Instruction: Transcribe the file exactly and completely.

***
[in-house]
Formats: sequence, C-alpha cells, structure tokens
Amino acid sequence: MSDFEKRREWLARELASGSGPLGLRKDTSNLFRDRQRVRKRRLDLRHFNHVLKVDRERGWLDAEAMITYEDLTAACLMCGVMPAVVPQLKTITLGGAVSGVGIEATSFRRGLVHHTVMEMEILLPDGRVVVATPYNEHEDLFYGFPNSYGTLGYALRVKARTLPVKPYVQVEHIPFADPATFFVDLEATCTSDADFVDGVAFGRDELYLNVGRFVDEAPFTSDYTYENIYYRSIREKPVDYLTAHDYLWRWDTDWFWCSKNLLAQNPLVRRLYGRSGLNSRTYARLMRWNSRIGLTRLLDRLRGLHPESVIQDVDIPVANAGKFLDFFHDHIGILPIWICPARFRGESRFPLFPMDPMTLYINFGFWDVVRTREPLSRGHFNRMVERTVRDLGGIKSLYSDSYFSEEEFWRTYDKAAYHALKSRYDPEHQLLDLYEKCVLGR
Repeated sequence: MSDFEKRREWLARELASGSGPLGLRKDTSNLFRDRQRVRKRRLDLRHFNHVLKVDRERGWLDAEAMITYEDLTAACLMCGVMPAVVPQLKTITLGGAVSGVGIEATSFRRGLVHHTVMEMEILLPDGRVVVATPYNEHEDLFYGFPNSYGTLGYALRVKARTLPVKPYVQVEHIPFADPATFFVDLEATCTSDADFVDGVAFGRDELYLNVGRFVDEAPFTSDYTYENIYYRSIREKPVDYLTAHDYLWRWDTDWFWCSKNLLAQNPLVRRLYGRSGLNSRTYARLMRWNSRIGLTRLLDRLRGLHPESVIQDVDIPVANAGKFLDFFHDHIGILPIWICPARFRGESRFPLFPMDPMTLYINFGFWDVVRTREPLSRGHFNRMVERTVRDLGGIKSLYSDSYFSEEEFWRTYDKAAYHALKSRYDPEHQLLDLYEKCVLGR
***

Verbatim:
[in-house]
Formats: sequence, C-alpha cells, structure tokens
Amino acid sequence: MSDFEKRREWLARELASGSGPLGLRKDTSNLFRDRQRVRKRRLDLRHFNHVLKVDRERGWLDAEAMITYEDLTAACLMCGVMPAVVPQLKTITLGGAVSGVGIEATSFRRGLVHHTVMEMEILLPDGRVVVATPYNEHEDLFYGFPNSYGTLGYALRVKARTLPVKPYVQVEHIPFADPATFFVDLEATCTSDADFVDGVAFGRDELYLNVGRFVDEAPFTSDYTYENIYYRSIREKPVDYLTAHDYLWRWDTDWFWCSKNLLAQNPLVRRLYGRSGLNSRTYARLMRWNSRIGLTRLLDRLRGLHPESVIQDVDIPVANAGKFLDFFHDHIGILPIWICPARFRGESRFPLFPMDPMTLYINFGFWDVVRTREPLSRGHFNRMVERTVRDLGGIKSLYSDSYFSEEEFWRTYDKAAYHALKSRYDPEHQLLDLYEKCVLGR
Repeated sequence: MSDFEKRREWLARELASGSGPLGLRKDTSNLFRDRQRVRKRRLDLRHFNHVLKVDRERGWLDAEAMITYEDLTAACLMCGVMPAVVPQLKTITLGGAVSGVGIEATSFRRGLVHHTVMEMEILLPDGRVVVATPYNEHEDLFYGFPNSYGTLGYALRVKARTLPVKPYVQVEHIPFADPATFFVDLEATCTSDADFVDGVAFGRDELYLNVGRFVDEAPFTSDYTYENIYYRSIREKPVDYLTAHDYLWRWDTDWFWCSKNLLAQNPLVRRLYGRSGLNSRTYARLMRWNSRIGLTRLLDRLRGLHPESVIQDVDIPVANAGKFLDFFHDHIGILPIWICPARFRGESRFPLFPMDPMTLYINFGFWDVVRTREPLSRGHFNRMVERTVRDLGGIKSLYSDSYFSEEEFWRTYDKAAYHALKSRYDPEHQLLDLYEKCVLGR